No. It means asking for help to maintain the best possible quality of life during treatment. It also means learning about all treatment options to make informed decisions about care, including whether and when to decline further treatment.

Some conditions, such as cancer, may be curable. Again, palliative care is part of the treatment along with chemotherapy or radiation. In some cases, however, patients may decide to decline aggressive cancer treatment, in favor of palliative care only.

Other health issues, such as end-stage liver disease, will ultimately prove fatal. These patients can receive palliative care throughout their illnesses and in hospice, if they choose that route.

How to get palliative care

A doctor or hospital personnel will likely bring up palliative care as an option for those diagnosed with serious conditions. This can be true even if the condition is not likely to be fatal right away.

For example, people can live for years with congestive heart failure. At some point, however, treatment may no longer work. Palliative care can help ensure the most comfortable quality of life for end-stage illnesses and support families during this difficult time.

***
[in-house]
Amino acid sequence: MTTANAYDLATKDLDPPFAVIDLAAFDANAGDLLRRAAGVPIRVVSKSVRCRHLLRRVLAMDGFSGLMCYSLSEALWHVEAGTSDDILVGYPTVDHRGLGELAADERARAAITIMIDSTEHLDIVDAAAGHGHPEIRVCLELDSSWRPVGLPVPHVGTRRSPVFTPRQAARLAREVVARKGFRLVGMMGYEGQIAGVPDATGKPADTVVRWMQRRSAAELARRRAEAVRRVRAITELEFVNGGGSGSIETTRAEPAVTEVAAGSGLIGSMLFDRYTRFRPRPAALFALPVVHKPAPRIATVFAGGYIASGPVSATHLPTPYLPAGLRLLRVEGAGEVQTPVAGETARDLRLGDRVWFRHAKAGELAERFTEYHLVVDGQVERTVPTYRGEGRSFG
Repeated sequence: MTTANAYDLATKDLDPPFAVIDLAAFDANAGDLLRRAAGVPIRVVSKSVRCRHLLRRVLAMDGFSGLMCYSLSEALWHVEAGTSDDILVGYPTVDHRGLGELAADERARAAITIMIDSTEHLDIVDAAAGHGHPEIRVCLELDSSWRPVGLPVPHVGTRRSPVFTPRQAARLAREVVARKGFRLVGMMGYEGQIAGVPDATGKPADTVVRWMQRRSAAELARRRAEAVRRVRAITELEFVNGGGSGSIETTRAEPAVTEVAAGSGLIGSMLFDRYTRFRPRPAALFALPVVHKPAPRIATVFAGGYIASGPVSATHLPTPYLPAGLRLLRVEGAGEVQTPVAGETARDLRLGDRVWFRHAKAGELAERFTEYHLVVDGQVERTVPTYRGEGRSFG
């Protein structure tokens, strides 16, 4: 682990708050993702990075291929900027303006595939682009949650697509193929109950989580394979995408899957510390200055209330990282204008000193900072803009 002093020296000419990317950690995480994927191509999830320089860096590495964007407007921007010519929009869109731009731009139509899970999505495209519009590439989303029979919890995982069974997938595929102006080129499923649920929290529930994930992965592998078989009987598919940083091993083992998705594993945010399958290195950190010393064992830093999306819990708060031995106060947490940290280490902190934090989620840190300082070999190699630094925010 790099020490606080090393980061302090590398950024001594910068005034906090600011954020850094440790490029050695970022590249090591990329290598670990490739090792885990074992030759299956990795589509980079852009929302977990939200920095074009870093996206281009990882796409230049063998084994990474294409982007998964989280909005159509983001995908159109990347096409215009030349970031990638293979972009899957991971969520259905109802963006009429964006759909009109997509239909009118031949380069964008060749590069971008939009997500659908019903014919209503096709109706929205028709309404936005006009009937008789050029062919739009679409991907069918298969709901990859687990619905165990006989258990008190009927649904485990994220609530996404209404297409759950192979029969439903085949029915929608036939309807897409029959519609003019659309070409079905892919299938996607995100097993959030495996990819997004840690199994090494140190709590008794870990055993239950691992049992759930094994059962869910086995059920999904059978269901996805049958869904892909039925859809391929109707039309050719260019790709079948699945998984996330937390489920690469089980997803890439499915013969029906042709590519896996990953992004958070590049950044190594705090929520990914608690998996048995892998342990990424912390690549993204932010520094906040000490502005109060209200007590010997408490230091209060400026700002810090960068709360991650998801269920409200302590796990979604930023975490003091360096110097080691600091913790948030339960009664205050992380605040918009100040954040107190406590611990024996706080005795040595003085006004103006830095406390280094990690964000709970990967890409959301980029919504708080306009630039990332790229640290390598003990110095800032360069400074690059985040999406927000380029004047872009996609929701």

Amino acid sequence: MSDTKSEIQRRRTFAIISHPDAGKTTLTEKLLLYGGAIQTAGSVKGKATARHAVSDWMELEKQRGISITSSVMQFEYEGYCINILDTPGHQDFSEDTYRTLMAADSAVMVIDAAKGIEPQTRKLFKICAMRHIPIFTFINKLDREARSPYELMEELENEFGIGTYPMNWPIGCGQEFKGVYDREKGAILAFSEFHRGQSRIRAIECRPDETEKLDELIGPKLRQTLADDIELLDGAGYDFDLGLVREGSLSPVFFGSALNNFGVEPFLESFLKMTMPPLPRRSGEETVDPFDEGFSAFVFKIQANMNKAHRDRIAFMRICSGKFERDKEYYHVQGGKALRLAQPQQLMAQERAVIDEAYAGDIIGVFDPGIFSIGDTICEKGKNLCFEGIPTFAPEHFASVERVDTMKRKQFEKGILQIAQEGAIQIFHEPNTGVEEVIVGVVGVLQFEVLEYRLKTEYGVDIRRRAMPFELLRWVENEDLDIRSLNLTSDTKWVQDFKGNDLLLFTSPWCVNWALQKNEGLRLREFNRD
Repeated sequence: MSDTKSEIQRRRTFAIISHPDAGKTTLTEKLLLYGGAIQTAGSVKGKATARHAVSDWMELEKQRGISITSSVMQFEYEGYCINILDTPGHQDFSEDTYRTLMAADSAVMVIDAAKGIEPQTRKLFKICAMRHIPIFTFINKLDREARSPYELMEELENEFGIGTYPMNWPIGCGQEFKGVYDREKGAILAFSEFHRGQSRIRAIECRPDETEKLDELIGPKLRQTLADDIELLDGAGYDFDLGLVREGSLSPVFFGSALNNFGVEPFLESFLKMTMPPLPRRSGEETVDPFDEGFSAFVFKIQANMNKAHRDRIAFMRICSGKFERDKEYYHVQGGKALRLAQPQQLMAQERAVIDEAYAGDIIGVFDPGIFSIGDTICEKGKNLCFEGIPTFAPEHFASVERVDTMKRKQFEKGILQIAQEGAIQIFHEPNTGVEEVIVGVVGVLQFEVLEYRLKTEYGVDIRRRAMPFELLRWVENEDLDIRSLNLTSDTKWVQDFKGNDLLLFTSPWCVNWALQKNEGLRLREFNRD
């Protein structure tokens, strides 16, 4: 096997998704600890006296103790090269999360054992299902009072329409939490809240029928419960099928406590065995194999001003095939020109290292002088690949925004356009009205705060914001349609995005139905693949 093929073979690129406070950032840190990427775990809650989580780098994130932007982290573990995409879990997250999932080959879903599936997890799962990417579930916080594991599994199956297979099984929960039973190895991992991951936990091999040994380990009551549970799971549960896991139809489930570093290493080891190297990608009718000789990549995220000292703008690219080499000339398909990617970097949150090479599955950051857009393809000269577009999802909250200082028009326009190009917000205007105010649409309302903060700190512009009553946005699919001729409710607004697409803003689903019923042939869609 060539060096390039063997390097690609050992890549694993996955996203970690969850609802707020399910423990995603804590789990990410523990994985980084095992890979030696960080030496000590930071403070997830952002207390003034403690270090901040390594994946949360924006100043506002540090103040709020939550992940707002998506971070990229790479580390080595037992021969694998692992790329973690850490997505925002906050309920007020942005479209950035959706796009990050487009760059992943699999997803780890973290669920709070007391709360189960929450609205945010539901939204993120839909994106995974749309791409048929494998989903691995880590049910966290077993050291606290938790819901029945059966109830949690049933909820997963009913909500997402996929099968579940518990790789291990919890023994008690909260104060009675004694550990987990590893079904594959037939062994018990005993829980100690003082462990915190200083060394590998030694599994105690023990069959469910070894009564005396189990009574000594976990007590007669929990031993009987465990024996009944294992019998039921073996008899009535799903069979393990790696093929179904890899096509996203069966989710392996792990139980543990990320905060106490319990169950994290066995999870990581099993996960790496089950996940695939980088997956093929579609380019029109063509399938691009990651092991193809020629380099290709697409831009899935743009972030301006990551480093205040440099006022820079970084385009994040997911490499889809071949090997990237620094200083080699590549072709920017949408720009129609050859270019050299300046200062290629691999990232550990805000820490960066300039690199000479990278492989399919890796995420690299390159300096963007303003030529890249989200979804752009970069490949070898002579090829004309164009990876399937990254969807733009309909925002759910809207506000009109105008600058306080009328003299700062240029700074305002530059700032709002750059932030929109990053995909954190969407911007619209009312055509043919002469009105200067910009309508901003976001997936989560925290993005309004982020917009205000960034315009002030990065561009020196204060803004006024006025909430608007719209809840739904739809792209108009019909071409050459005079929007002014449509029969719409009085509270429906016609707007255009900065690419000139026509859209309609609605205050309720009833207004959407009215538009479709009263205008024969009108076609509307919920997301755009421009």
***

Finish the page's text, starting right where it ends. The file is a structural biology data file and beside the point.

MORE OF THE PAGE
Choosing palliative care in advance

A disabling stroke could happen without warning. Other conditions, such as undiagnosed brain cancer or rapidly progressing dementia, might also leave someone incapacitated. That’s why it’s important for people to make their wishes known about the kind of care they want to receive by making an advance directive and naming a healthcare power of attorney.

An advance directive is a document that allows people to spell out what sort of care they do or don’t want, such as artificially provided nutrition and hydration, mechanical ventilation, life-prolonging care, and organ or whole-body donation.

It’s important for people to make these decisions while they are healthy and still capable of making choices for themselves. Those who don’t put their wishes in writing force family members and caregivers to guess—and maybe argue about what care they might have wanted. This can lead to bad feelings and possibly even lawsuits.